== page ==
Water News

Water, water everywhere, And all the boards did shrink: Water, water, everywhere, Nor any drop to drink. Coleridge

There is a drought in the west, floods in North Carolina, the reservoirs in Brazil are drying up, and 663 million people are said to be living without access to water. Meanwhile, cities are experimenting with recycled waste water and in some countries desalinization of sea water. Water has become one of the crises of our times.

Tomorrow, March 22nd, is World Water Day. To acknowledge the day, I begin with a report of a study, the kind I love. It’s an article by Arron Carroll in the Times (8/24/15) that deals primarily with the recommendation to drink 8 glasses of water a day. According to Carroll, there’s no evidence to support this.

Although I have not read the original study, Carroll reports a paper he co-authored in 2007 on medical myths. The first was that people should drink at least 8 8-ounce glasses of water a day. He says people continue hold that belief, in spite of evidence to the contrary.

The same finding was reported in a book on medical myths that once again “debunked” the idea that we need 8 glasses of water a day. Carroll says water is present in fruits and vegetables. I drink coffee twice a day and tea once, both are said to dehydrate you. Carroll claims the research shows that’s not true either.

How did the water recommendation get started? It may have been a 1945 Food and Nutrition Board report recommending that people need that much water per day. You’d think by now, 70 years later, the myth would have been dispelled, that the weight of the evidence would have called it into question.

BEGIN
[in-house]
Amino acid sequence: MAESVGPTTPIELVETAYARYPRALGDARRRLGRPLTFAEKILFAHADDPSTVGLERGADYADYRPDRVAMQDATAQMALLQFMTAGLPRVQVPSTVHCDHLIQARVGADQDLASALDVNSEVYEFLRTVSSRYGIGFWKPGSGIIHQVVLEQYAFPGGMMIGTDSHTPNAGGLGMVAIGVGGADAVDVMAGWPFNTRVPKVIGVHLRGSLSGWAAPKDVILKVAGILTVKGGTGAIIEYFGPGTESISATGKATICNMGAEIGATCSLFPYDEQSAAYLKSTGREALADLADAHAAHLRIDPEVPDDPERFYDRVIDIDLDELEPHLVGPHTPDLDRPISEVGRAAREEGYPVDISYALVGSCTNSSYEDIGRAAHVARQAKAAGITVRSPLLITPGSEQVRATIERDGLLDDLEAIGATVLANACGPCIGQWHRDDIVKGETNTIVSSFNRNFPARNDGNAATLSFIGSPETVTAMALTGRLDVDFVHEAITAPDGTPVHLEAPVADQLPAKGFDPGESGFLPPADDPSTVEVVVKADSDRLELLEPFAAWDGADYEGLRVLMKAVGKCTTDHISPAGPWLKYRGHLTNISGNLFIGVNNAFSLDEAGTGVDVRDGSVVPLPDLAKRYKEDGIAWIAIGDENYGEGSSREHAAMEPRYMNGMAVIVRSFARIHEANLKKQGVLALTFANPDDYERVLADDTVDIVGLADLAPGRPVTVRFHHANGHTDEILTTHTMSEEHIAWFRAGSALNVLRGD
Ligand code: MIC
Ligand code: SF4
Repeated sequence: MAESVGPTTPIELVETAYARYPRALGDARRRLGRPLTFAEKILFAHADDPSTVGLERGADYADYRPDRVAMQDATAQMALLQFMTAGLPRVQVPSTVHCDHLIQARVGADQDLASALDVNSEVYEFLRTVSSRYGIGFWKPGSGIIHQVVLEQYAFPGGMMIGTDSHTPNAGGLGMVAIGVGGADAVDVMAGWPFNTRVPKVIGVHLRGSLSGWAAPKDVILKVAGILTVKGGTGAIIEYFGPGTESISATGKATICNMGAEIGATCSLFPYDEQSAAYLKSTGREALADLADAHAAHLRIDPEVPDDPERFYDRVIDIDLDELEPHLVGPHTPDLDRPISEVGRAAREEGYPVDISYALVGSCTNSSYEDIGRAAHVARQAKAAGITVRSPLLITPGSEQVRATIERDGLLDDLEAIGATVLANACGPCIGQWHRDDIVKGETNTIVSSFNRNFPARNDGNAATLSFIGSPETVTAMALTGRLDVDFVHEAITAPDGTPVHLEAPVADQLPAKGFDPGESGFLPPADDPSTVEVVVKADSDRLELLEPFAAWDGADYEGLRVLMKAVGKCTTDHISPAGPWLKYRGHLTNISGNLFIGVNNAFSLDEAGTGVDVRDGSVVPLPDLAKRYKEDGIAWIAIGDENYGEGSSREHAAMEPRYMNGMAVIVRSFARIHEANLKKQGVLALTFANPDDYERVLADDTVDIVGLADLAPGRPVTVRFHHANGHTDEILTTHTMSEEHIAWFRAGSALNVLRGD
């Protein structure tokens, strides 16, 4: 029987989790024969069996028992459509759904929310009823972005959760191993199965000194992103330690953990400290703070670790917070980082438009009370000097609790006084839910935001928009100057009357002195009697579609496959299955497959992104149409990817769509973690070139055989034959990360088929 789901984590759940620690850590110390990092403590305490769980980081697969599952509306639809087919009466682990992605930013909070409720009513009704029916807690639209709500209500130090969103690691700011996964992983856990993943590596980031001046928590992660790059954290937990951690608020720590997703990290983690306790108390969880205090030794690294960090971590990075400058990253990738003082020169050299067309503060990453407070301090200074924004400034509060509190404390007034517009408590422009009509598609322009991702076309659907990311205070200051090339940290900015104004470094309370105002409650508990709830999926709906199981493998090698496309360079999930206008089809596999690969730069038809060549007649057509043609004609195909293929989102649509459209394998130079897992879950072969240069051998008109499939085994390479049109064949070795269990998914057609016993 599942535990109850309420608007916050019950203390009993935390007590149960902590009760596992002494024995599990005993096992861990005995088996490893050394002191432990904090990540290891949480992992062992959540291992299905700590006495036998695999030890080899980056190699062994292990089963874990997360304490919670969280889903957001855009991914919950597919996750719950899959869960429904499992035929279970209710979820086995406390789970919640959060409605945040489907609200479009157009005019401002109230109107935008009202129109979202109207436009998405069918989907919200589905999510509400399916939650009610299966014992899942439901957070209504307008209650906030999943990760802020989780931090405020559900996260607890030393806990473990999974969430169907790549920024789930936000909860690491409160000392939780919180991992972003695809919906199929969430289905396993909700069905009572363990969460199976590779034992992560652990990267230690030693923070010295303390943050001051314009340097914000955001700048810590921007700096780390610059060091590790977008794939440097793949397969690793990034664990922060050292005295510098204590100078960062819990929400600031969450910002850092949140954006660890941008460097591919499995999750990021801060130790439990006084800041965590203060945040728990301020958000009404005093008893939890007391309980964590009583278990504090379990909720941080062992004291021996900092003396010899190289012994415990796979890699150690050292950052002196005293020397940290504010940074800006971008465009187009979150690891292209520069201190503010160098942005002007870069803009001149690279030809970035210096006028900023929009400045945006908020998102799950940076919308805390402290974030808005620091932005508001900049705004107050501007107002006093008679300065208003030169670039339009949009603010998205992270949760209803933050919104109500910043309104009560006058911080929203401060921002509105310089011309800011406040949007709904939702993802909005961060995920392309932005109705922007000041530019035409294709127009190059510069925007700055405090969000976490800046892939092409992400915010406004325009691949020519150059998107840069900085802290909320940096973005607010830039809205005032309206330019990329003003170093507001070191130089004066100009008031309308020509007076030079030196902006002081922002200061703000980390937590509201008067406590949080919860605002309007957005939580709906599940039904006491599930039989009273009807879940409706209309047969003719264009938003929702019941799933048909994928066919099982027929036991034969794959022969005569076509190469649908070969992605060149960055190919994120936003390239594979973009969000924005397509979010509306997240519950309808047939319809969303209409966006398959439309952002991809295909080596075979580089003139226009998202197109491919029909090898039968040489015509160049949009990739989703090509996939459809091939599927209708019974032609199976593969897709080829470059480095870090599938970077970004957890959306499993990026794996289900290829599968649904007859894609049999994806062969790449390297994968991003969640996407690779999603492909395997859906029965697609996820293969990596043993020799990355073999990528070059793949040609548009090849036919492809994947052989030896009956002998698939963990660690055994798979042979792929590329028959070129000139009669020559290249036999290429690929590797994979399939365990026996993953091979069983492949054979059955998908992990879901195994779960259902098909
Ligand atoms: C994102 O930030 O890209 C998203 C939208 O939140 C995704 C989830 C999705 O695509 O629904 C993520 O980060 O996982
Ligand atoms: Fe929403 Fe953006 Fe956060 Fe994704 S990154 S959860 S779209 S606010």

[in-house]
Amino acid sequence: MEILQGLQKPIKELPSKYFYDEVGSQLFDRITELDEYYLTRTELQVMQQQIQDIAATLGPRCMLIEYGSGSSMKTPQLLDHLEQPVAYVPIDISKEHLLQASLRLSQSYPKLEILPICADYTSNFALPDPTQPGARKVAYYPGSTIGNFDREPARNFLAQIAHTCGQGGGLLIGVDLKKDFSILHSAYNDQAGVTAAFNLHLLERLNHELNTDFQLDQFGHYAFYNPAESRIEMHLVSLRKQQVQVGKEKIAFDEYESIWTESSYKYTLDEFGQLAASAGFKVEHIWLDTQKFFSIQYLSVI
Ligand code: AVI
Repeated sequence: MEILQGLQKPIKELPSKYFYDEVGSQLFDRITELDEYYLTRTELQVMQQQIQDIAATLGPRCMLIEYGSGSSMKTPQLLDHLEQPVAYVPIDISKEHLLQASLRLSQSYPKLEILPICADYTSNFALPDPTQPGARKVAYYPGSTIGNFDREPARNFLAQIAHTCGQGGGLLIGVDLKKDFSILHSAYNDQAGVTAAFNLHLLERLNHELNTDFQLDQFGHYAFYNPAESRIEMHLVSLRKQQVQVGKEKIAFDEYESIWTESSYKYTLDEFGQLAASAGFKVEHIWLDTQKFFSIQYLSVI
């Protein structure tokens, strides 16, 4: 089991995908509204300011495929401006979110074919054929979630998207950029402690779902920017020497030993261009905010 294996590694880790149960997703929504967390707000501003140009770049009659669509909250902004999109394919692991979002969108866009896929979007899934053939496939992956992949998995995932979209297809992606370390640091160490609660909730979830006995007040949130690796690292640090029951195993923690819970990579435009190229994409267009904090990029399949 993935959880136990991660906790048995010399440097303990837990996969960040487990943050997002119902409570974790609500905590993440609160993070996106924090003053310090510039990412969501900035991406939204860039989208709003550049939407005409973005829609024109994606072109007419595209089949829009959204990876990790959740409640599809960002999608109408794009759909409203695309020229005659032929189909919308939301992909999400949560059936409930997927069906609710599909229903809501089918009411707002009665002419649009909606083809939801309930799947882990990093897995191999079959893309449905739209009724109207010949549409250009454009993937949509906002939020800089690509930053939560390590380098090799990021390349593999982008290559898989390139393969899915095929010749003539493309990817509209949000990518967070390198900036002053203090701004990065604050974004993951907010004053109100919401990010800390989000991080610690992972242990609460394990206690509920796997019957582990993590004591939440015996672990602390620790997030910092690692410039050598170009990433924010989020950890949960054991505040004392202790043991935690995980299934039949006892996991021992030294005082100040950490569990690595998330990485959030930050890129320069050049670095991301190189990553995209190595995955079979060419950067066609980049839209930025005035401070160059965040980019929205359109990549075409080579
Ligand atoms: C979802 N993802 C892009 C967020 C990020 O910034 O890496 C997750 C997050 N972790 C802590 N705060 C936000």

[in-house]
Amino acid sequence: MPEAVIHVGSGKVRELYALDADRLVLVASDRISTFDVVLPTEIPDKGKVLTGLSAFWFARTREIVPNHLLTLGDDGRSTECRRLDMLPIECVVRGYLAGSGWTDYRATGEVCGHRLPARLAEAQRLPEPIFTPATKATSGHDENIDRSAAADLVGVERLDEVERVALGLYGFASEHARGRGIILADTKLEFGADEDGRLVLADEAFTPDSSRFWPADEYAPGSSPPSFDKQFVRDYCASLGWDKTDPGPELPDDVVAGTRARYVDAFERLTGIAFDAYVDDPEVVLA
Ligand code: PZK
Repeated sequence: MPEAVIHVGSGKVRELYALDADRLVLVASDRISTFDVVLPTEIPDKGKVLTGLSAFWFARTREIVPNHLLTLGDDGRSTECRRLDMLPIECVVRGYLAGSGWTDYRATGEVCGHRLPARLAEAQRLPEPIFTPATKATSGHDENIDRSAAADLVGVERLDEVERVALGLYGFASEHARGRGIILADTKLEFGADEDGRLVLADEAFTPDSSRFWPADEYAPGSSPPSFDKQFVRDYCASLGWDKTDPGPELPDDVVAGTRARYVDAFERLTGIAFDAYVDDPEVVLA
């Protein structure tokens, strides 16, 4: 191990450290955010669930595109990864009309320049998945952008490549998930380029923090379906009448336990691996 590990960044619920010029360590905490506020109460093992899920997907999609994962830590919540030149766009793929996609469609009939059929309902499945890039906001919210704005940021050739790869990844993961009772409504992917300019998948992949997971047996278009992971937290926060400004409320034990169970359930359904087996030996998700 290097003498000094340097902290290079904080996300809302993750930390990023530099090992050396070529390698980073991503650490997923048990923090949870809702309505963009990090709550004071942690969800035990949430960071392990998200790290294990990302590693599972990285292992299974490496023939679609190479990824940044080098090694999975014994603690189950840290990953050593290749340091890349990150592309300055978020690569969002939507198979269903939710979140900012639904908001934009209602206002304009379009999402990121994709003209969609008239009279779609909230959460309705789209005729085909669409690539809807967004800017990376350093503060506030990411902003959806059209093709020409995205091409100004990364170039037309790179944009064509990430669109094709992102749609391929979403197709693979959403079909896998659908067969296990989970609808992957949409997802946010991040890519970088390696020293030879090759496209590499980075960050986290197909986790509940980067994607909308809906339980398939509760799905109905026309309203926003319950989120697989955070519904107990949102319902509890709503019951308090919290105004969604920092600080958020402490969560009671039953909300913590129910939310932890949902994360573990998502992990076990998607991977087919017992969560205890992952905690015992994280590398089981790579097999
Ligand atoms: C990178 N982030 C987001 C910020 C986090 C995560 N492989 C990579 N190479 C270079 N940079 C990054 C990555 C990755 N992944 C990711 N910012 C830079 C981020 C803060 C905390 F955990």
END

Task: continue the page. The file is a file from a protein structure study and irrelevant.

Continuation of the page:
But no. The belief spread, remains unexamined, and has assumed a kind of cultural truth that is virtually impossible to alter.

At the same time, the water news from Israel presents a more optimistic picture. Faced with year after year of drought, the government took drastic steps to curb water consumption and increase water resources. Isabel Kershner reports in the Times (5/29/15) the following measures were instituted:

1. A heavy tax was placed on excessive household water consumption.

2. Individuals were told to cut their shower time by two minutes, washing cars was prohibited and watering lawns was heavily taxed and only permitted in the evenings.

3. A major national effort was made to desalinate Mediterranean seawater, with five plants now in operation.

4. At the same time, programs were developed to recycle wastewater.

5. Large cuts were made in the annual water quotas for farmers.

6. Water Authority representatives went door-to-door offering free low-flow showerheads and advice on how to conserve household water consumption.

Kershner observes that taken together these measures have provided Israel with more than enough water for all its needs, even during periods of severe drought, and even enough now to export.